The line for the checkout was long at the grocery store today. We were 4 carts deep and I was wondering why, on a Tuesday morning, it was so busy. I figured I must have had bad timing.
I was in a particularly bad mood too. My husband had spent several minutes trying to cajole a smile out of me, something that usually comes quickly, even when I'm sad. That seems to be our secret somehow. We can laugh in almost any situation.
But not this morning. Nope. This morning I just wanted to sit in the dark and avoid the whole world.
And so, I went grocery shopping. I was a little concerned at what I would come home with since I was in an I-just-don't-give-a-flying-fig kind of mood, but I went anyways. Because we were out of produce and I had decided to try to reset our nutrition and start eating a little more healthy. Something I end up doing every couple of months because for some reason it just never sticks. Our never ending struggle to be healthy and lose weight and all that kind of stuff that we're supposed to do, but almost never do.
It is perhaps possible that the lack of sugar may have been playing with my mood, but we'll just pretend I didn't say that. I'm not addicted to sugar at all. Shh. Don't tell anyone. I like sugar.
I hate wasting my child-free hours grocery shopping. I prefer to be doing school work during that time. But lately, as my blog can probably attest, Finleigh has not been the funnest child to shop with. And as I weighed my options, I knew I would rather lose homework time than chance taking Finleigh into the store. Every time she has a meltdown in public, a little piece of me dies and my strength and resolve to live a normal life weaken. I just don't have the emotional capacity for it anymore.
So, grocery shopping was a peaceful endeavour and my mood had lightened a little as my trouble faded just a bit.
When I ended up standing behind two other carts in line to check out when the store was almost empty I shrugged my shoulders and just stood there. It wasn't worth the energy to be annoyed. It just didn't matter because this day was shot anyways. What was another 10 minutes?
As the cart ahead of me was unloading, the till beside us opened up. There was a young man with a baby in his cart behind me. He motioned for me to go ahead even though he easily could have popped in there first. It's what most people would do. It's what I expected him to do, anyways. So, I told him to go ahead. No big deal. He had a baby after all. How many times had I been stuck in line at the grocery store, holding my breathe, hoping that my children would make it through until we got outside to start making a fuss?
It seemed like that till would be quicker, so I popped in behind them and then looked up and saw two beautiful blue eyes looking at me. The little guy in the cart was maybe two years old, and he looked to have Down Syndrome. I was startled for some reason. I don't know why. So then I started talking to him as he stared at me. It was all I could so not to scoop him up and cuddle him. I immediately felt a connection to him for even though Finleigh does not have Down Syndrome, she still has a genetic issue that will impact her entire life, just like this little guy does.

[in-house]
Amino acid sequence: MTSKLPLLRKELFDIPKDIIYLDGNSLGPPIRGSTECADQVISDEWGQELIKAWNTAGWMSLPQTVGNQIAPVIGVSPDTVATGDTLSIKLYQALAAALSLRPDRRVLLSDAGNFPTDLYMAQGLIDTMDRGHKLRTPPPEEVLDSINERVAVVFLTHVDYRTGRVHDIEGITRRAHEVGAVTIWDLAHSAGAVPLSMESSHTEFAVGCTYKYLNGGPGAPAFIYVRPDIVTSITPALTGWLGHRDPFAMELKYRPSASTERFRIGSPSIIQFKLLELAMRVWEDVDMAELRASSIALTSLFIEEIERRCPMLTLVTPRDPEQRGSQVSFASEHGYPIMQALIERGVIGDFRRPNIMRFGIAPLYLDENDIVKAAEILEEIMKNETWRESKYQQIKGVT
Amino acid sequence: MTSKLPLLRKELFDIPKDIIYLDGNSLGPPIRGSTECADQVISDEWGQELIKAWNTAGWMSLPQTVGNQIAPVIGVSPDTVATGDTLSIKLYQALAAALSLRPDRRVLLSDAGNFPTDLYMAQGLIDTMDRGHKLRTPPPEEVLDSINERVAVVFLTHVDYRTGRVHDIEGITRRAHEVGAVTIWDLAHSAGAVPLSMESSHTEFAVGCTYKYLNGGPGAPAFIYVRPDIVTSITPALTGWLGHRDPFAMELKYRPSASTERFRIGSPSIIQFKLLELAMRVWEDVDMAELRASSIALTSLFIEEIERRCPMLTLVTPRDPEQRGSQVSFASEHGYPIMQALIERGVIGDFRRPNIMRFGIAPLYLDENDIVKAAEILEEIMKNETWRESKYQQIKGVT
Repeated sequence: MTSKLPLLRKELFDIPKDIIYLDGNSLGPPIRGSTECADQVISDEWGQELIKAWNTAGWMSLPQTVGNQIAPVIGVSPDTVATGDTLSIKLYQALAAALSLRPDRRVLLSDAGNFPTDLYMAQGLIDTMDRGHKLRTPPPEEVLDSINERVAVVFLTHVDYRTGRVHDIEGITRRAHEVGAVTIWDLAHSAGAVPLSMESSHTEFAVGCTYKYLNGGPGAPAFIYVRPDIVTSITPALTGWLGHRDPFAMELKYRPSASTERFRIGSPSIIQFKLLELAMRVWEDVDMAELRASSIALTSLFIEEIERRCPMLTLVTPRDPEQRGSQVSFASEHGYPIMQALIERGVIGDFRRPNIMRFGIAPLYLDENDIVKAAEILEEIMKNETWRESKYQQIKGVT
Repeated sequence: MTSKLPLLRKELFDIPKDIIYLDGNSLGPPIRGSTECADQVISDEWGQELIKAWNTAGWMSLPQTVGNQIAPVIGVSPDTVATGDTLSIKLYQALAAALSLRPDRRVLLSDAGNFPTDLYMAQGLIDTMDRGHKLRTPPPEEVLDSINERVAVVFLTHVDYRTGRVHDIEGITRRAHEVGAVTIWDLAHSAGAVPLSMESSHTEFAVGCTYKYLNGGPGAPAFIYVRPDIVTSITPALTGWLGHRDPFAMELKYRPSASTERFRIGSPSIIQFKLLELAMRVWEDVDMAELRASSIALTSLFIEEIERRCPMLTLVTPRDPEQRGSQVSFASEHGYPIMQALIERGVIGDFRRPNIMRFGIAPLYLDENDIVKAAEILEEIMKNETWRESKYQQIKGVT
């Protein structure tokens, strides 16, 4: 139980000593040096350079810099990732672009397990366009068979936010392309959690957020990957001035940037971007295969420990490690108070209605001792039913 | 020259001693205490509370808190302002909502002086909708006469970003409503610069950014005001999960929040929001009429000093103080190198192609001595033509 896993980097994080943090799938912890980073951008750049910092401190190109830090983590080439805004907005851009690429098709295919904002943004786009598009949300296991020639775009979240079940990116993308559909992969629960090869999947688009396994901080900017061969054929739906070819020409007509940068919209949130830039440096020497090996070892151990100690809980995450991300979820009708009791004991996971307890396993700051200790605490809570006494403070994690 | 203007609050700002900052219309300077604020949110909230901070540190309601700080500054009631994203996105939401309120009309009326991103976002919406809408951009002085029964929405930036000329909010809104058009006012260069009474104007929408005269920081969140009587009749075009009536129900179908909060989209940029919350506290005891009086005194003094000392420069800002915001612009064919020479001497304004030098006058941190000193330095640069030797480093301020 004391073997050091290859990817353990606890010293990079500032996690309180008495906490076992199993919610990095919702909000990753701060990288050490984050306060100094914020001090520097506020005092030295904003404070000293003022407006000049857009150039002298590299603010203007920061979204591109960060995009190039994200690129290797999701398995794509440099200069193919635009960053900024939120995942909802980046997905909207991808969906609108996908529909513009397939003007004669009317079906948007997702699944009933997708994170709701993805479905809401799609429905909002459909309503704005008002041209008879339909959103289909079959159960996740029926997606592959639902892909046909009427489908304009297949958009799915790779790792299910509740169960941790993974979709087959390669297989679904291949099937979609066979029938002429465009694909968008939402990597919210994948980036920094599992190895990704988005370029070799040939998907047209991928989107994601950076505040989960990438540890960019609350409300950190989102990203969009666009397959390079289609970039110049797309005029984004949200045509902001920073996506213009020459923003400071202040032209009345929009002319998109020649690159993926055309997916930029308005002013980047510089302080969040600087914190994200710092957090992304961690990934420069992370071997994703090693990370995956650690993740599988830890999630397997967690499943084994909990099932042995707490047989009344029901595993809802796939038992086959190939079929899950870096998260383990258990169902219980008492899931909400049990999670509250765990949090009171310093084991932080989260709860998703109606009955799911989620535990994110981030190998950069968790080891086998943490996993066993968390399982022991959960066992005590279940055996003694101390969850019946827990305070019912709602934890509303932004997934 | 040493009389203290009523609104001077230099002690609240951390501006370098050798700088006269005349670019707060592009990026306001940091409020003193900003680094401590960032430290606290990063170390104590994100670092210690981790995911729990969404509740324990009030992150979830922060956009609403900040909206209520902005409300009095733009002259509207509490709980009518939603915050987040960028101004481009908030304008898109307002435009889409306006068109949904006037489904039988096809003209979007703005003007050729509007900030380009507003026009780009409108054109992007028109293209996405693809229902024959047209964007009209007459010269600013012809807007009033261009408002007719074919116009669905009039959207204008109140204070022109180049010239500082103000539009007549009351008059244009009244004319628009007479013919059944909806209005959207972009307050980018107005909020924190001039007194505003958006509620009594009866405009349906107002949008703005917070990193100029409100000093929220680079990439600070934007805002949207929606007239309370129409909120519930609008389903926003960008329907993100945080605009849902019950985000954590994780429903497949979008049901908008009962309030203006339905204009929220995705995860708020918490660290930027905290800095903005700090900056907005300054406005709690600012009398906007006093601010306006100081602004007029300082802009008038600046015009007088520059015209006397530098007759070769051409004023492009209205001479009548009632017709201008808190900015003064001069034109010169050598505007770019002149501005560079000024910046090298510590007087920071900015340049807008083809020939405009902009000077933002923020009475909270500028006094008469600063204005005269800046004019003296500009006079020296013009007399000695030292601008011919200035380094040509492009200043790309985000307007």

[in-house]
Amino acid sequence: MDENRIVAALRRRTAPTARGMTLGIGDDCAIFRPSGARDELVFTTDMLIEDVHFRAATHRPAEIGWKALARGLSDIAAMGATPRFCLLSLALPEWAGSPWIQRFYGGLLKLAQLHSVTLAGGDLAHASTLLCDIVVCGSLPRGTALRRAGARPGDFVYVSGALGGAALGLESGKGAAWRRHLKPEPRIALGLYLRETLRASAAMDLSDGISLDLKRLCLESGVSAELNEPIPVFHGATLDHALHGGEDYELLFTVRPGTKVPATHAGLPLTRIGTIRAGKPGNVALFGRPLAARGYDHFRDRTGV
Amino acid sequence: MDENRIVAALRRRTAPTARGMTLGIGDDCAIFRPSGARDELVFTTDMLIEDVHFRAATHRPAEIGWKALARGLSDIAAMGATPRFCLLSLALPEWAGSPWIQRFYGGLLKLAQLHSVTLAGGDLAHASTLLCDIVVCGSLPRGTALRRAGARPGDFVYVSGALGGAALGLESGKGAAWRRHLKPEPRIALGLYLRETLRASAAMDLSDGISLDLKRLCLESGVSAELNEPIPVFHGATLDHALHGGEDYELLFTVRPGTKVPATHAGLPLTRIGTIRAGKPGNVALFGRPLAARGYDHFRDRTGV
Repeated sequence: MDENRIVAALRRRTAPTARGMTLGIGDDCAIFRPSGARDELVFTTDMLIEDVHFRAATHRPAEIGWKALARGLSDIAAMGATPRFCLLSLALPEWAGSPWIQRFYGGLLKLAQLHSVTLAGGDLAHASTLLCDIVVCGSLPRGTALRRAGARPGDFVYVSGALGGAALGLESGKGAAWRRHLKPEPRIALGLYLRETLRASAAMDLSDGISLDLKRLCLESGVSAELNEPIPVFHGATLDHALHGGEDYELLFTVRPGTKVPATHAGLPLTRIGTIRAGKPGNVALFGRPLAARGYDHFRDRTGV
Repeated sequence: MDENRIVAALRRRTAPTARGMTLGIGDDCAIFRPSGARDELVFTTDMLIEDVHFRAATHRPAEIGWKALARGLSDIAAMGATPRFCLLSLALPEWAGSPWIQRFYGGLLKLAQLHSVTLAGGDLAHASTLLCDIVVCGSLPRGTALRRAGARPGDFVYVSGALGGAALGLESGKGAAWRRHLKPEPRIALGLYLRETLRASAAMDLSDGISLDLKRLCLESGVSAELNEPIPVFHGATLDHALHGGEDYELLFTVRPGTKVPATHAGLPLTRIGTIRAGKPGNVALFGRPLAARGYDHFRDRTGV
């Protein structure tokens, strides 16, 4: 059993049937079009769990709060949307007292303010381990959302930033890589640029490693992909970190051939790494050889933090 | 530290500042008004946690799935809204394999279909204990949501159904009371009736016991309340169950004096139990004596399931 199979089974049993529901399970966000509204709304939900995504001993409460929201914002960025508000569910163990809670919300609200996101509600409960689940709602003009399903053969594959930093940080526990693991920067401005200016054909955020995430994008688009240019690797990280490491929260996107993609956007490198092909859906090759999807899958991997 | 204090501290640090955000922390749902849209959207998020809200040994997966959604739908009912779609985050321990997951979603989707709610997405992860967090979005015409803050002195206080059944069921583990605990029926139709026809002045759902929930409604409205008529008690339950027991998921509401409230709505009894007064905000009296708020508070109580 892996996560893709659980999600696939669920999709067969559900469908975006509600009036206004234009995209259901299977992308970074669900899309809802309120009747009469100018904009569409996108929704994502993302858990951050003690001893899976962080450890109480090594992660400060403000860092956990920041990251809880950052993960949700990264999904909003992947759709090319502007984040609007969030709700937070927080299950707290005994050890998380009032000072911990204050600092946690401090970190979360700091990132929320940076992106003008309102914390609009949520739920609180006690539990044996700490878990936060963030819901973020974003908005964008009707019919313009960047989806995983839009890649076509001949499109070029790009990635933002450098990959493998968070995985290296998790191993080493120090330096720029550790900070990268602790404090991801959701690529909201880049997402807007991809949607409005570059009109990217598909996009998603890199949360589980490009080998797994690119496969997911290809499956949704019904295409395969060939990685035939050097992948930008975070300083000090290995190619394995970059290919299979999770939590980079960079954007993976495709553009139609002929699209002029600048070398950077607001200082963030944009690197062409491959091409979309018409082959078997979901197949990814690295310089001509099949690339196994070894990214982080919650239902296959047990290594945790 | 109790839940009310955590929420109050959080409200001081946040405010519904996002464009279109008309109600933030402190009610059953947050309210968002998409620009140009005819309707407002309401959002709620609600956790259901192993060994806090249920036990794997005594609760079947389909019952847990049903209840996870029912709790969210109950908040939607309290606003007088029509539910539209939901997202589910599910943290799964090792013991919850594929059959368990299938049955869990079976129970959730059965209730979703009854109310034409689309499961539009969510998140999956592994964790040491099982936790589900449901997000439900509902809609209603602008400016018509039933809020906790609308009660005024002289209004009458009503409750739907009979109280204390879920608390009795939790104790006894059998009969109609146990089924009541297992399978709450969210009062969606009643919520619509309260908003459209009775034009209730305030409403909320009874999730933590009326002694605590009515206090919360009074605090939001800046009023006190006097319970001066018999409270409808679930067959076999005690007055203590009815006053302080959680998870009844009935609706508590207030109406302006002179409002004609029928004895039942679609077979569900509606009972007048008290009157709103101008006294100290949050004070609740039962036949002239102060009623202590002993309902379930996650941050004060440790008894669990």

And so then, I immediately felt a connection to his parents. By now, the mom had joined her guys and I was struck by how young they were. Mid-twenties was my guess. I wanted to cry. Such a sweet, young couple who I could see were working so well together. One popped over to buy something at customer service. Then the other went to grab an item they'd forgotten. It reminded me of how Brian and I used to shop when the kids were little. Such a great team, a trait I knew they would need in the coming years as they faced the not so normal future that had been given to them.
I wanted to say something to them, but I could not find the words. So I stood their silently, watching them, allowing my fear of saying the wrong thing supersede my fear of not saying anything - as it usually does. Hoping that they were connected somehow to others in a similar situation.
What could I say?
"Hey, my kid has a genetic syndrome too."
I could not think of one thing that would be acceptable to say. That wouldn't make me sound like a crazy lady. So I kept silent. And now I'll always wonder how they're doing.
But hey. At least I have lots of produce in my house again. Now I can spend hours in my kitchen preparing it all. And then my kids will complain because it's not processed crap.
One week later, here I sit, reading my unposted entry. Unposted because I couldn't think of a good ending. I can never think of a good ending. So, often my entries feel unfinished, the last sentence hanging in the air, waiting for the conclusion. Much like life, I suppose. Never quite concluded. Never wrapped up neatly.
But the good news is the kids didn't really complain about the healthy stuff. And now they have four boxes of sugar cereal in the cupboard to make them happy after a much less eventful grocery shop yesterday. (Aside from a nice gentleman who helped me with my groceries. I wanted to tell him that he reminded me of my father-in-law, but I suspected that saying that to a 50-ish year old wouldn't make him very happy seeing as I'm pushing 40. So, I just said thanks. I suppose I could have told him he reminded me of my father-in-law 10 years ago, but I suspect that wouldn't have made him feel much better. Right?)